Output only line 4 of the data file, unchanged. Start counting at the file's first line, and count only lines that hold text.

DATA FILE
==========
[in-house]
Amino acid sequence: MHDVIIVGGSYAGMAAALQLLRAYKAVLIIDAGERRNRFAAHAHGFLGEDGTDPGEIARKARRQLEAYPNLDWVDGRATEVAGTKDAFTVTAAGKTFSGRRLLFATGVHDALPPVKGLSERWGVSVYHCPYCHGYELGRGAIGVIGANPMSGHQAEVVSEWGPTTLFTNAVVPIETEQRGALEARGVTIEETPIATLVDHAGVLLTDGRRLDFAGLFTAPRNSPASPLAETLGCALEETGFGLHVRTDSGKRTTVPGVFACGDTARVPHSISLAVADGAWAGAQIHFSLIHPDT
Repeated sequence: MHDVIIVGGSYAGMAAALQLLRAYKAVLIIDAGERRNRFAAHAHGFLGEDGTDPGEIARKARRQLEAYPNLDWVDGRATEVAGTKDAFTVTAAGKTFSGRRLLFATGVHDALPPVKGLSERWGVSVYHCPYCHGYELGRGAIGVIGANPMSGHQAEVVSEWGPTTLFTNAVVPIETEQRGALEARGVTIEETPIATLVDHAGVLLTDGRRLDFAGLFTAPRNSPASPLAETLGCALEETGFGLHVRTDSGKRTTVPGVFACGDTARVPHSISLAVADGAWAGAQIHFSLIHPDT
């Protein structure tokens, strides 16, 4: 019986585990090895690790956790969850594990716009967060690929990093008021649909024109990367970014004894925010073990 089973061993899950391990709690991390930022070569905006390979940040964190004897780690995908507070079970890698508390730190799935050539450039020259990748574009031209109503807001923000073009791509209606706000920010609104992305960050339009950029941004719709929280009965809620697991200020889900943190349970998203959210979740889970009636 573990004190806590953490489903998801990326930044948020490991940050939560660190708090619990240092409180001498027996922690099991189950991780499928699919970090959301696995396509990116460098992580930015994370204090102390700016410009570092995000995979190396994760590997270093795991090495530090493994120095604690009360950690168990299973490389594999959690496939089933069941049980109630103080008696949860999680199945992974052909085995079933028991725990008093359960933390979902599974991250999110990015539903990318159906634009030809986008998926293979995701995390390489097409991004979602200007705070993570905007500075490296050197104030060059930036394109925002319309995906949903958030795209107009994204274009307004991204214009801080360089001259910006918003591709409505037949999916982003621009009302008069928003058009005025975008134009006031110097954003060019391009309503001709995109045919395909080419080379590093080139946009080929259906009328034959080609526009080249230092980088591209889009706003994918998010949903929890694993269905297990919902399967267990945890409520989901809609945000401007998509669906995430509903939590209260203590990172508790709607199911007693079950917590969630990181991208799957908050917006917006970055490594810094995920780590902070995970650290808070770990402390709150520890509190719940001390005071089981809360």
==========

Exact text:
């Protein structure tokens, strides 16, 4: 019986585990090895690790956790969850594990716009967060690929990093008021649909024109990367970014004894925010073990 089973061993899950391990709690991390930022070569905006390979940040964190004897780690995908507070079970890698508390730190799935050539450039020259990748574009031209109503807001923000073009791509209606706000920010609104992305960050339009950029941004719709929280009965809620697991200020889900943190349970998203959210979740889970009636 573990004190806590953490489903998801990326930044948020490991940050939560660190708090619990240092409180001498027996922690099991189950991780499928699919970090959301696995396509990116460098992580930015994370204090102390700016410009570092995000995979190396994760590997270093795991090495530090493994120095604690009360950690168990299973490389594999959690496939089933069941049980109630103080008696949860999680199945992974052909085995079933028991725990008093359960933390979902599974991250999110990015539903990318159906634009030809986008998926293979995701995390390489097409991004979602200007705070993570905007500075490296050197104030060059930036394109925002319309995906949903958030795209107009994204274009307004991204214009801080360089001259910006918003591709409505037949999916982003621009009302008069928003058009005025975008134009006031110097954003060019391009309503001709995109045919395909080419080379590093080139946009080929259906009328034959080609526009080249230092980088591209889009706003994918998010949903929890694993269905297990919902399967267990945890409520989901809609945000401007998509669906995430509903939590209260203590990172508790709607199911007693079950917590969630990181991208799957908050917006917006970055490594810094995920780590902070995970650290808070770990402390709150520890509190719940001390005071089981809360």